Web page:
Linking Owners and Tenants: Montréal at the Turn of the 20th Century

Robert C. H. Sweeny, Université du Québec à Montreal & Memorial University of Newfoundland

In 2020, Montréal, l'avenir du passé (MAP) completed its linkage of the 1901 census of Montréal to its map of who owned the city in 1903. To examine proprietor/tenant relations, we ran an automated linkage of family names from the census with those of the proprietors. The results were surprising: at 5% home ownership was exceptionally rare (NYC had a rate of 12% in 1900) and most proprietors did not own where they lived. They were themselves tenants. A parallel study of patients at the city's general hospitals suggested, however, that a computerized linkage, even where we had the addresses, was catching only half the potential linkages. Using additional information from the online tax roll, MAP manually redid the 51,000 proprietor/tenant linkages. These new results placed 1,400 more proprietors, out of the city's 11,000, on properties they owned. While newly added occupational data suggests that a presumed proletarianisation of the working class seriously over-simplifies the impact of industrialisation on the popular classes. This more careful linkage leads therefore to a questioning of long-held theoretical and methodological assumptions. The sociological distinction between skilled, semi-skilled and unskilled occupations may impose a present-mindedness on a quite different past. Just as Gramsci suggested we distinguish between traditional intellectual occupations from those organic to the new industrial order, it behooves us to treat older skilled trades differently from the trades created through industrialisation. While numerous trades and occupations central to working class life retained access to property, our evidence strongly suggests that by 1900 exchange value trumped use value in this fundamental relationship governing the household economy. In surprising ways, both the constraints upon and the choices available to the popular classes qualitatively transformed the industrial city.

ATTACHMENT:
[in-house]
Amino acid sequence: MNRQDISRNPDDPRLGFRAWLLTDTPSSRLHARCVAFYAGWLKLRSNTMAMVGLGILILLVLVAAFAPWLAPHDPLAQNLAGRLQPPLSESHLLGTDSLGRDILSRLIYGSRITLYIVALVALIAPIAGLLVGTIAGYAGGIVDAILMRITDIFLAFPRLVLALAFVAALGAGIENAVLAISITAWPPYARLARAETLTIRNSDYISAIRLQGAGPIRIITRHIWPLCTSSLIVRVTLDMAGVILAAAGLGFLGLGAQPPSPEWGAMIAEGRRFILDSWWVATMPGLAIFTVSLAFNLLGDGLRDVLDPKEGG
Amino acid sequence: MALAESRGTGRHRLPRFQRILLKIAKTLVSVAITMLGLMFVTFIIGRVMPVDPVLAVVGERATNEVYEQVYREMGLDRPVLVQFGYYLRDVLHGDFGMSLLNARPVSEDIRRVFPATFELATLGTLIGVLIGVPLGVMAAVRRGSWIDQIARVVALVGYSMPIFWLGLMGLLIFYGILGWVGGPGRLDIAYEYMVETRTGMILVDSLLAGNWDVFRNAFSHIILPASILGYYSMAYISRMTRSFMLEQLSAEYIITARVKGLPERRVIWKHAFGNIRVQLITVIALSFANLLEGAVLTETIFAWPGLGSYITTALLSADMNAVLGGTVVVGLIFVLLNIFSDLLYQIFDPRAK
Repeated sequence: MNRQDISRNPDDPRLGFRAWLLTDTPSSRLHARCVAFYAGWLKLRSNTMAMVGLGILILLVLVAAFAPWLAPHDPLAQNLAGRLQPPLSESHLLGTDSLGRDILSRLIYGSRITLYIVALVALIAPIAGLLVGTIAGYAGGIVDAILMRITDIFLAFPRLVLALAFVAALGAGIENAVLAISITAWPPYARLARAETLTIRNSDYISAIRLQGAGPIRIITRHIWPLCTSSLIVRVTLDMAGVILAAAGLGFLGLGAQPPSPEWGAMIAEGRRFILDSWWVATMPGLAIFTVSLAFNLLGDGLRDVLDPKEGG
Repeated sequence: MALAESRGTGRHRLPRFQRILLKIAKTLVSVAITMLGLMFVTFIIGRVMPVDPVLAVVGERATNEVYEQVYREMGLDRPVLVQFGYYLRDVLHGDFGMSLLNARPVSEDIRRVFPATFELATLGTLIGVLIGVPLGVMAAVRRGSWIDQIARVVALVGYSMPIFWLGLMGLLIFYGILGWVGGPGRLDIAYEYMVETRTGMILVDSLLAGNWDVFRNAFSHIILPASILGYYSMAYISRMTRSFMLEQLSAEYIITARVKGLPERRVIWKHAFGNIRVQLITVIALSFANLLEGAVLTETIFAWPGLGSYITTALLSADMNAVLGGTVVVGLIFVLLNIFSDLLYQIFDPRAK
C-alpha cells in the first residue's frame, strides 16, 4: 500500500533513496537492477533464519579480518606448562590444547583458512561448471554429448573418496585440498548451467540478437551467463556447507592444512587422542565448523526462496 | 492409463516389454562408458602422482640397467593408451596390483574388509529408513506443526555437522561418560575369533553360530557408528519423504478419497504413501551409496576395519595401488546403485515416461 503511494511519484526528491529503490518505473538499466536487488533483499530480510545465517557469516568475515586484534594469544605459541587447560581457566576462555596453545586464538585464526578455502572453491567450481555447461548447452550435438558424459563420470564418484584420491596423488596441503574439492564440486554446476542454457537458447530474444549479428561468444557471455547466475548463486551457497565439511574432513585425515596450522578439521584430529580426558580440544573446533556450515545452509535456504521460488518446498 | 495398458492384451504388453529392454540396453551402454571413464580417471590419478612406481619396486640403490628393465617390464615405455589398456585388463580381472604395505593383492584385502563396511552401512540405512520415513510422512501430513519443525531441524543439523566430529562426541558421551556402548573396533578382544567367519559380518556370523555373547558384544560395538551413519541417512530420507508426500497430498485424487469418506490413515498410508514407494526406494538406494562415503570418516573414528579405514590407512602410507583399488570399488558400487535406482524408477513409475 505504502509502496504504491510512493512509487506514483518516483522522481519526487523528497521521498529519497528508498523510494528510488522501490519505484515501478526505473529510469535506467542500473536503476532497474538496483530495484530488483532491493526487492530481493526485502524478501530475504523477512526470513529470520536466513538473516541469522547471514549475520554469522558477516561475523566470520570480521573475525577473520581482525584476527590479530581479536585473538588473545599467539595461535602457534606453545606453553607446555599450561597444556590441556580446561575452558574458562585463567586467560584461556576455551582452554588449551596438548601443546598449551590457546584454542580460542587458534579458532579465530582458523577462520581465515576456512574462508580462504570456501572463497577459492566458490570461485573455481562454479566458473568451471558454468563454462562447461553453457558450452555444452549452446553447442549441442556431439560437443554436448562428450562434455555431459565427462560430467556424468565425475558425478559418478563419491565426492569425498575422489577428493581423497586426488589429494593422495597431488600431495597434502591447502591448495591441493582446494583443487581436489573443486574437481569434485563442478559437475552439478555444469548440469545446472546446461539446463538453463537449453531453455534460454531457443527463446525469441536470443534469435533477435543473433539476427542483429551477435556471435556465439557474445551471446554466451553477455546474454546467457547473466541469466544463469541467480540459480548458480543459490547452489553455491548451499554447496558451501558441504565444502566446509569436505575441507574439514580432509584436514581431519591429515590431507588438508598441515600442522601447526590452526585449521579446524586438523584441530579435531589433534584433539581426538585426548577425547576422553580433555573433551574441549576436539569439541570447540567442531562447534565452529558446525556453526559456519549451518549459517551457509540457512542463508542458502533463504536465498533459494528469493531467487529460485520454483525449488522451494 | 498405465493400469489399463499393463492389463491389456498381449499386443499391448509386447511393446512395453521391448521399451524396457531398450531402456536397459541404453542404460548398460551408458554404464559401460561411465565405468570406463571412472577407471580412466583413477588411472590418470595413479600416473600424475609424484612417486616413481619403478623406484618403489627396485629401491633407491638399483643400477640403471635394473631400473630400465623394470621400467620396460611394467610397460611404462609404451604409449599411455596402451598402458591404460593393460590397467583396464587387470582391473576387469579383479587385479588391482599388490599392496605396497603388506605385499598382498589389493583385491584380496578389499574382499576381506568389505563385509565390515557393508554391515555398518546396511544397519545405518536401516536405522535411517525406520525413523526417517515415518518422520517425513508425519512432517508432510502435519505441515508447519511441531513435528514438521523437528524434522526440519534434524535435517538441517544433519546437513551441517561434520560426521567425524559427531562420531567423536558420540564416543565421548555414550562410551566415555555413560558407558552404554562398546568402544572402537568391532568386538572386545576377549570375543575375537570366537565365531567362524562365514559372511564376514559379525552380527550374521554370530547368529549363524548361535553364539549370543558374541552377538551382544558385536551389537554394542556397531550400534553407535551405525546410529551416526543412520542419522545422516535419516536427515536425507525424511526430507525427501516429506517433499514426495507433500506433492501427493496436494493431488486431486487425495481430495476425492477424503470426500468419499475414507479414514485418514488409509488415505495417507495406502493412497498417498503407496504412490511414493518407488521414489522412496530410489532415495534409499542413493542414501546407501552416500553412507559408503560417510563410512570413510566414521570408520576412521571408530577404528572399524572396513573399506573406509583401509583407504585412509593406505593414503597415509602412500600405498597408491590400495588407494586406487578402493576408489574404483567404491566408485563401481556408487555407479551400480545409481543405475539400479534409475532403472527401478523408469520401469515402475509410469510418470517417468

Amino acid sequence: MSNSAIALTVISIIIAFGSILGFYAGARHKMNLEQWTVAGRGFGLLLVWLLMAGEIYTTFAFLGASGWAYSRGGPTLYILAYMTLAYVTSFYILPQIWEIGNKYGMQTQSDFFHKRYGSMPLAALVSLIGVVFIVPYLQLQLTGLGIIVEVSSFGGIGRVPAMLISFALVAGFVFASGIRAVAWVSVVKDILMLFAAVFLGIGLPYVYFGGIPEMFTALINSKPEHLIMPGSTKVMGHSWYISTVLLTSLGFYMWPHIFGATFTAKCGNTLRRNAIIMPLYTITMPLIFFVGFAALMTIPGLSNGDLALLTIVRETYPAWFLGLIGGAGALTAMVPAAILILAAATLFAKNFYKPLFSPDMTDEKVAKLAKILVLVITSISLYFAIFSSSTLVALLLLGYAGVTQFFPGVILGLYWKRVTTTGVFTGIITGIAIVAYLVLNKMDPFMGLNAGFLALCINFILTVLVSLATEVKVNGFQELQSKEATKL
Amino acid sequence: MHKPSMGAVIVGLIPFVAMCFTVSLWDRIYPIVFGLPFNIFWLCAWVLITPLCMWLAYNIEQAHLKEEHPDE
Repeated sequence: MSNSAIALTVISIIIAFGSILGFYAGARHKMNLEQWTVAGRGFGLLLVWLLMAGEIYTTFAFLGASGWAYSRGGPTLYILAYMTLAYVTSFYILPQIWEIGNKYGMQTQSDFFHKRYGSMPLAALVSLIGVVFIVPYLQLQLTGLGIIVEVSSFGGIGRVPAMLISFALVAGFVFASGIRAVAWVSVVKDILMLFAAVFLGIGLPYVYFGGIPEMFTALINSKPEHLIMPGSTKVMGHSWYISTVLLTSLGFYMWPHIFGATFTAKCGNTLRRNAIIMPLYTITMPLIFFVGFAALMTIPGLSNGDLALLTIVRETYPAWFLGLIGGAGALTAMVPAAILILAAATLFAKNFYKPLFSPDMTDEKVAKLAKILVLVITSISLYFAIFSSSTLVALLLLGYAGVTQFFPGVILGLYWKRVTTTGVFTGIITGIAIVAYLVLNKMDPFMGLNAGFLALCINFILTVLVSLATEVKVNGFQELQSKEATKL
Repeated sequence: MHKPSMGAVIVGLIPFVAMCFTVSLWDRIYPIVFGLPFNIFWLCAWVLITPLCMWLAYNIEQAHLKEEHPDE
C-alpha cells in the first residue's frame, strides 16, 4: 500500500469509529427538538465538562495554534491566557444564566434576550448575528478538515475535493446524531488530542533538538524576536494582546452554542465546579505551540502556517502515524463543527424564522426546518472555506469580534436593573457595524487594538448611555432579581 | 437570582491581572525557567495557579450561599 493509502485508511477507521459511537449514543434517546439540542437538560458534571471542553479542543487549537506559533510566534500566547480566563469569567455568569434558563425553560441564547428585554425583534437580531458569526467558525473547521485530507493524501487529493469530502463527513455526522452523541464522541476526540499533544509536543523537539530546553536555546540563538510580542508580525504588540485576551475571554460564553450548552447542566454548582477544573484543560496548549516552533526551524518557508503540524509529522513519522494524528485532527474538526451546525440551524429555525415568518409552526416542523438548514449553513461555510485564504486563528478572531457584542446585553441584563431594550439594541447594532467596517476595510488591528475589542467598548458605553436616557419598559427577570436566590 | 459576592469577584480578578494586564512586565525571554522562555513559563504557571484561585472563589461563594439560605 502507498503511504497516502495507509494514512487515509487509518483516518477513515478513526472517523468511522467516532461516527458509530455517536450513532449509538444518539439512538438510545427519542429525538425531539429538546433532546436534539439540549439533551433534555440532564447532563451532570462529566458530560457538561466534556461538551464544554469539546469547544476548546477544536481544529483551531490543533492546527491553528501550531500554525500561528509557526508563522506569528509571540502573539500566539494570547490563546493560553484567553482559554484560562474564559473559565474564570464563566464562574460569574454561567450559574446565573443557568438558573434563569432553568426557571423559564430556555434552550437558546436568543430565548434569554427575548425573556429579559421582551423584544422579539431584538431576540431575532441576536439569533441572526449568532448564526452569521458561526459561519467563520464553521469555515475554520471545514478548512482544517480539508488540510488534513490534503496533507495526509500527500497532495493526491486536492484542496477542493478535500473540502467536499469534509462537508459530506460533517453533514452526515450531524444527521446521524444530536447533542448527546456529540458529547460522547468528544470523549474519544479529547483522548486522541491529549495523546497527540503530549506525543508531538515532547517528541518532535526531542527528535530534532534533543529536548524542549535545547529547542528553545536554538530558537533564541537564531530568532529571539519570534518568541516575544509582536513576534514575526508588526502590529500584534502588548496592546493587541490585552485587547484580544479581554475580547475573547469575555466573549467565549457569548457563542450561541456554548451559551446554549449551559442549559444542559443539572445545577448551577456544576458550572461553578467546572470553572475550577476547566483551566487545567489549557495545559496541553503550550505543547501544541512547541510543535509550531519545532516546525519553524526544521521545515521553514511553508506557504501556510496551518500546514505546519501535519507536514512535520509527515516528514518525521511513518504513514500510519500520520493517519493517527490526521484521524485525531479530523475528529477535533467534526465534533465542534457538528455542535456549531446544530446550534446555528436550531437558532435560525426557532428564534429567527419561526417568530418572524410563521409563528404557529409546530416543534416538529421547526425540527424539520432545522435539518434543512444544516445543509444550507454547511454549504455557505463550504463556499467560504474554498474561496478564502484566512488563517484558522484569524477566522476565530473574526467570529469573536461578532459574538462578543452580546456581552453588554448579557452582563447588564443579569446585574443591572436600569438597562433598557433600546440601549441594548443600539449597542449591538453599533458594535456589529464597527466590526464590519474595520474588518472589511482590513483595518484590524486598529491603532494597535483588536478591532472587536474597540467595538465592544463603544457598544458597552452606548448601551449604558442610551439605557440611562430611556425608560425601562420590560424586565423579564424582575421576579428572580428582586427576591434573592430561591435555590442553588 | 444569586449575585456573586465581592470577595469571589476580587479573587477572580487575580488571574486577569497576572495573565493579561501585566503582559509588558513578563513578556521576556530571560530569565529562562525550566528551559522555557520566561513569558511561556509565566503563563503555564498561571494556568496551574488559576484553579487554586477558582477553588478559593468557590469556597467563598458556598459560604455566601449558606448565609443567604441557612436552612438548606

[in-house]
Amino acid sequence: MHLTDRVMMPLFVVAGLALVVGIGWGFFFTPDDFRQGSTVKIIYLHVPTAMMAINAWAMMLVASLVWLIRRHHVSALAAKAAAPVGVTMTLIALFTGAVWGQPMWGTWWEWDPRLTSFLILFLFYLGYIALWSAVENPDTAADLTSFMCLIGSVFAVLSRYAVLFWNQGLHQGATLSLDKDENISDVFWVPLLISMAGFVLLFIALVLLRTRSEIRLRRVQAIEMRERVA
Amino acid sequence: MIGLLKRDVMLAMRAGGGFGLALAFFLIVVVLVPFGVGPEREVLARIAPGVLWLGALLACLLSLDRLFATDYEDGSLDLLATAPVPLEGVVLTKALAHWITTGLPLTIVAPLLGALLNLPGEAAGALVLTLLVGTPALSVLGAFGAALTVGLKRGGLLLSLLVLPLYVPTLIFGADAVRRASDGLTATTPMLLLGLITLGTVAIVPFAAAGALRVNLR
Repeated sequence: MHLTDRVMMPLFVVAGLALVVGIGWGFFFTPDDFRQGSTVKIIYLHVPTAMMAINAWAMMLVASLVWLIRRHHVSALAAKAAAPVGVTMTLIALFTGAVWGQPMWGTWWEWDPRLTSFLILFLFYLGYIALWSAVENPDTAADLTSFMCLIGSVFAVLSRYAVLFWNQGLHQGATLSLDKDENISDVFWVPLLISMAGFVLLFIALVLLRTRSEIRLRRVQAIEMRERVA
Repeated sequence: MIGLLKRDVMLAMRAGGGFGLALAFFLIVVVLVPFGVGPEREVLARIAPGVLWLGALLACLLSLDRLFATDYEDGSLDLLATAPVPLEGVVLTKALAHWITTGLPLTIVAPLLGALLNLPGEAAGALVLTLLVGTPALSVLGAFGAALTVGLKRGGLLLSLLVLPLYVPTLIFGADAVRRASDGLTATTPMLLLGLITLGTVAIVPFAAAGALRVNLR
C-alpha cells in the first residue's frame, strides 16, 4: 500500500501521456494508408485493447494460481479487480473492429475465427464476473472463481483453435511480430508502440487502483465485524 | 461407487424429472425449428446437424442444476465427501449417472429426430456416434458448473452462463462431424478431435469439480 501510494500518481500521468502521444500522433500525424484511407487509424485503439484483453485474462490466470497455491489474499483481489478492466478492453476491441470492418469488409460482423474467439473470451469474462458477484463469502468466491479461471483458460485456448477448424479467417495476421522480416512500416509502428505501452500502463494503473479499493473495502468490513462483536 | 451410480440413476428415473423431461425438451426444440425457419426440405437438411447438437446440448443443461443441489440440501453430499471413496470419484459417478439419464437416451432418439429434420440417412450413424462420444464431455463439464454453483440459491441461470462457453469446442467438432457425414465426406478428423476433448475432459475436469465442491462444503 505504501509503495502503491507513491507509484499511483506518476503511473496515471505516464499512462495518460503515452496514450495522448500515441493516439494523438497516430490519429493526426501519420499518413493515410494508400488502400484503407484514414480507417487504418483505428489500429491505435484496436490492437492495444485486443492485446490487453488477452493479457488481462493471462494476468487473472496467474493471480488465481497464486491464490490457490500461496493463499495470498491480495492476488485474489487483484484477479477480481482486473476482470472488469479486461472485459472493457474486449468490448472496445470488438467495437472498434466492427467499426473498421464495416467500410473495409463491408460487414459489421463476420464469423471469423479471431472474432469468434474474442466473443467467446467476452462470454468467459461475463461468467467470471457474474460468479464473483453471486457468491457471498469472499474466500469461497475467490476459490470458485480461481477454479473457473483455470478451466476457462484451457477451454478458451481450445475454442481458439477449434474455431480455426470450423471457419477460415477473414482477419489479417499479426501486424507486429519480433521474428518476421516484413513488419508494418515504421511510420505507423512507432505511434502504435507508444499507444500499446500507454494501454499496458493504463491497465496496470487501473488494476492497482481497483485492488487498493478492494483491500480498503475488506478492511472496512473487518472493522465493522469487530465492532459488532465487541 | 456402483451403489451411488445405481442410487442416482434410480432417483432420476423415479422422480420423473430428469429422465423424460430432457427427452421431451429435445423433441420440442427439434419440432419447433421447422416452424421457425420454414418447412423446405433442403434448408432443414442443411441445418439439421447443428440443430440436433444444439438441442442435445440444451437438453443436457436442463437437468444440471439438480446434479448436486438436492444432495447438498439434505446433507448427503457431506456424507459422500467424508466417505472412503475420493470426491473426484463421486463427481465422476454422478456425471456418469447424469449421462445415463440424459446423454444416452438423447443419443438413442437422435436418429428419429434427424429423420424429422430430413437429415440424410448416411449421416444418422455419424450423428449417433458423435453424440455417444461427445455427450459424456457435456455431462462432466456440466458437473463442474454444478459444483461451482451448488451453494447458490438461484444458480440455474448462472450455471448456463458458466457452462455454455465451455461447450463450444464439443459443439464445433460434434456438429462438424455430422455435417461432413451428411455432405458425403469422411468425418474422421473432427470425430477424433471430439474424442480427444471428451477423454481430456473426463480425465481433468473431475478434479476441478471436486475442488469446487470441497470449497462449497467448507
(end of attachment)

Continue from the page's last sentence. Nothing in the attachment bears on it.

No extended abstract or paper available

 Presented in Session 162. Connecting Urban Dynamics: Owners, Tenants, Spatial Narratives, and Built Environment